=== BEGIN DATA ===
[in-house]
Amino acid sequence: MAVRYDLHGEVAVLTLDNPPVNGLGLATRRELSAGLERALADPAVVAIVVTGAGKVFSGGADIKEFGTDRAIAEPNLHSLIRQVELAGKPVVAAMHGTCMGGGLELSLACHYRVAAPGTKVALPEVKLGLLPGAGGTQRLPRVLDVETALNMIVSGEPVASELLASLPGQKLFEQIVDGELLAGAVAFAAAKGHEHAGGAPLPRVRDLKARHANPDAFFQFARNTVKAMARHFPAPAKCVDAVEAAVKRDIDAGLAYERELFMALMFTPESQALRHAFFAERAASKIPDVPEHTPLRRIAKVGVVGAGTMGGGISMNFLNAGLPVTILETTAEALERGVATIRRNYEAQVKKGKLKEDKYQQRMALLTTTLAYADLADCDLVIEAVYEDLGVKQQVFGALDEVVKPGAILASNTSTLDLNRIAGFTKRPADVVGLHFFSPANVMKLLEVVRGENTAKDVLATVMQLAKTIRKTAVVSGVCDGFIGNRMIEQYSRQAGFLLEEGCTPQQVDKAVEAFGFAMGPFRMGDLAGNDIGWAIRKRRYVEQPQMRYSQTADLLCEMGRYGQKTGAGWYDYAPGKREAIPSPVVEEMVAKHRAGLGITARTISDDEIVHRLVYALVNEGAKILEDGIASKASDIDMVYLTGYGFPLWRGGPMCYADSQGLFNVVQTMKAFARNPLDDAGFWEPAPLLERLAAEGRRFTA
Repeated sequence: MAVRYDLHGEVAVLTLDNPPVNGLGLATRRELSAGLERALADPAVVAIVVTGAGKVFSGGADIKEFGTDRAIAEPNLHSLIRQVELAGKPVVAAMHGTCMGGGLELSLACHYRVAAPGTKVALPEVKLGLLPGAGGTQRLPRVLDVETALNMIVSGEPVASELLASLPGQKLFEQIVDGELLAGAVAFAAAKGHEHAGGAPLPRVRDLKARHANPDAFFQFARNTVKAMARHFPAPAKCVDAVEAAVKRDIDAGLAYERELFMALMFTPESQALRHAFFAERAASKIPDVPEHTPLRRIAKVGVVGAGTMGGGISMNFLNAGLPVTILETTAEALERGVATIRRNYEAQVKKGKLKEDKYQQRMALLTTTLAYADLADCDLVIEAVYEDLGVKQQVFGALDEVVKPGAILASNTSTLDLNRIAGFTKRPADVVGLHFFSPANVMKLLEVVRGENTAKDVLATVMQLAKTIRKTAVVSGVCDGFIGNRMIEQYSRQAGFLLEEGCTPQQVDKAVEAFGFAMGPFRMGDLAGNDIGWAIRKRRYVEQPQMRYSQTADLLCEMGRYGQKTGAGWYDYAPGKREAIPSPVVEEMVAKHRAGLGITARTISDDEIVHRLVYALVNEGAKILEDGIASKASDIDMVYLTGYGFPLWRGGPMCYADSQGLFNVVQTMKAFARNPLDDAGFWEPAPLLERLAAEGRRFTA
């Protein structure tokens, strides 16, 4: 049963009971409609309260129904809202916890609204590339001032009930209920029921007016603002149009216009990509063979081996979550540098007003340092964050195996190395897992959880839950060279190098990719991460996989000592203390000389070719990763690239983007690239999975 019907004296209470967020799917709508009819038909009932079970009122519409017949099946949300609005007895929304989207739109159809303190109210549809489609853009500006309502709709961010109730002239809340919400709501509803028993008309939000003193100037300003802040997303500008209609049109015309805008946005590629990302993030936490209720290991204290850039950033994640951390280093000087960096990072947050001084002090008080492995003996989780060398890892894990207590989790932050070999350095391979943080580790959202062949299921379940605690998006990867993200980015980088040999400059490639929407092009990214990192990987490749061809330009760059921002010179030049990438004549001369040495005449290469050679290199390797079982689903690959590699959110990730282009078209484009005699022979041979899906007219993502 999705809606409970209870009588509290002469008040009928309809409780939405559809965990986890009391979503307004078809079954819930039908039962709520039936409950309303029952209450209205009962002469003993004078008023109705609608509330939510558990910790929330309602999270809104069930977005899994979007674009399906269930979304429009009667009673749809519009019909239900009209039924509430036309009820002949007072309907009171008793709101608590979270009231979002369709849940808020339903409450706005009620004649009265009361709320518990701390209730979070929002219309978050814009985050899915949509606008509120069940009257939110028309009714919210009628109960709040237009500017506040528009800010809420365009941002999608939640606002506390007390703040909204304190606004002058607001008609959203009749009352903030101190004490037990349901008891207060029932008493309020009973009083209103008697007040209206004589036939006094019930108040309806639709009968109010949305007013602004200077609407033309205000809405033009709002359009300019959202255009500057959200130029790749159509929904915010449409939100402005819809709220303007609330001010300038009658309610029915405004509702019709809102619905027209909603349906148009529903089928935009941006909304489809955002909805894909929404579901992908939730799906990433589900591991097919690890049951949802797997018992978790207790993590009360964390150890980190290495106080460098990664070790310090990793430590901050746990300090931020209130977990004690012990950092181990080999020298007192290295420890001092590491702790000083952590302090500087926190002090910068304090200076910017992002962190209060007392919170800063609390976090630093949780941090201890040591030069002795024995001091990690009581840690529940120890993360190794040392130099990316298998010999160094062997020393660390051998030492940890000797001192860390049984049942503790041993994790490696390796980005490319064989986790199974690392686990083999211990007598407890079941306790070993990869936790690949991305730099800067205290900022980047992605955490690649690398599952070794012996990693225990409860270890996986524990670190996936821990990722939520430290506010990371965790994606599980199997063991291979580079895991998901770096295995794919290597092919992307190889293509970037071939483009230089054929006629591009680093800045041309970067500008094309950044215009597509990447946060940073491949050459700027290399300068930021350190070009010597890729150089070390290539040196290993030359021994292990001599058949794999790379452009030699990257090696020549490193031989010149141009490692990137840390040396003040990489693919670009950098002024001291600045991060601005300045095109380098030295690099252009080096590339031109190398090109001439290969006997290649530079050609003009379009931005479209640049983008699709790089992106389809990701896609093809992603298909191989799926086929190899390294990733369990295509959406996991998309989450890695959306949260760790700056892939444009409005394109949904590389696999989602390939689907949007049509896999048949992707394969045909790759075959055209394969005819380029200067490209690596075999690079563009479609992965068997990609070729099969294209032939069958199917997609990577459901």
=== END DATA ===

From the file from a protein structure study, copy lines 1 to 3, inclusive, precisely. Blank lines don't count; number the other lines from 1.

[in-house]
Amino acid sequence: MAVRYDLHGEVAVLTLDNPPVNGLGLATRRELSAGLERALADPAVVAIVVTGAGKVFSGGADIKEFGTDRAIAEPNLHSLIRQVELAGKPVVAAMHGTCMGGGLELSLACHYRVAAPGTKVALPEVKLGLLPGAGGTQRLPRVLDVETALNMIVSGEPVASELLASLPGQKLFEQIVDGELLAGAVAFAAAKGHEHAGGAPLPRVRDLKARHANPDAFFQFARNTVKAMARHFPAPAKCVDAVEAAVKRDIDAGLAYERELFMALMFTPESQALRHAFFAERAASKIPDVPEHTPLRRIAKVGVVGAGTMGGGISMNFLNAGLPVTILETTAEALERGVATIRRNYEAQVKKGKLKEDKYQQRMALLTTTLAYADLADCDLVIEAVYEDLGVKQQVFGALDEVVKPGAILASNTSTLDLNRIAGFTKRPADVVGLHFFSPANVMKLLEVVRGENTAKDVLATVMQLAKTIRKTAVVSGVCDGFIGNRMIEQYSRQAGFLLEEGCTPQQVDKAVEAFGFAMGPFRMGDLAGNDIGWAIRKRRYVEQPQMRYSQTADLLCEMGRYGQKTGAGWYDYAPGKREAIPSPVVEEMVAKHRAGLGITARTISDDEIVHRLVYALVNEGAKILEDGIASKASDIDMVYLTGYGFPLWRGGPMCYADSQGLFNVVQTMKAFARNPLDDAGFWEPAPLLERLAAEGRRFTA
Repeated sequence: MAVRYDLHGEVAVLTLDNPPVNGLGLATRRELSAGLERALADPAVVAIVVTGAGKVFSGGADIKEFGTDRAIAEPNLHSLIRQVELAGKPVVAAMHGTCMGGGLELSLACHYRVAAPGTKVALPEVKLGLLPGAGGTQRLPRVLDVETALNMIVSGEPVASELLASLPGQKLFEQIVDGELLAGAVAFAAAKGHEHAGGAPLPRVRDLKARHANPDAFFQFARNTVKAMARHFPAPAKCVDAVEAAVKRDIDAGLAYERELFMALMFTPESQALRHAFFAERAASKIPDVPEHTPLRRIAKVGVVGAGTMGGGISMNFLNAGLPVTILETTAEALERGVATIRRNYEAQVKKGKLKEDKYQQRMALLTTTLAYADLADCDLVIEAVYEDLGVKQQVFGALDEVVKPGAILASNTSTLDLNRIAGFTKRPADVVGLHFFSPANVMKLLEVVRGENTAKDVLATVMQLAKTIRKTAVVSGVCDGFIGNRMIEQYSRQAGFLLEEGCTPQQVDKAVEAFGFAMGPFRMGDLAGNDIGWAIRKRRYVEQPQMRYSQTADLLCEMGRYGQKTGAGWYDYAPGKREAIPSPVVEEMVAKHRAGLGITARTISDDEIVHRLVYALVNEGAKILEDGIASKASDIDMVYLTGYGFPLWRGGPMCYADSQGLFNVVQTMKAFARNPLDDAGFWEPAPLLERLAAEGRRFTA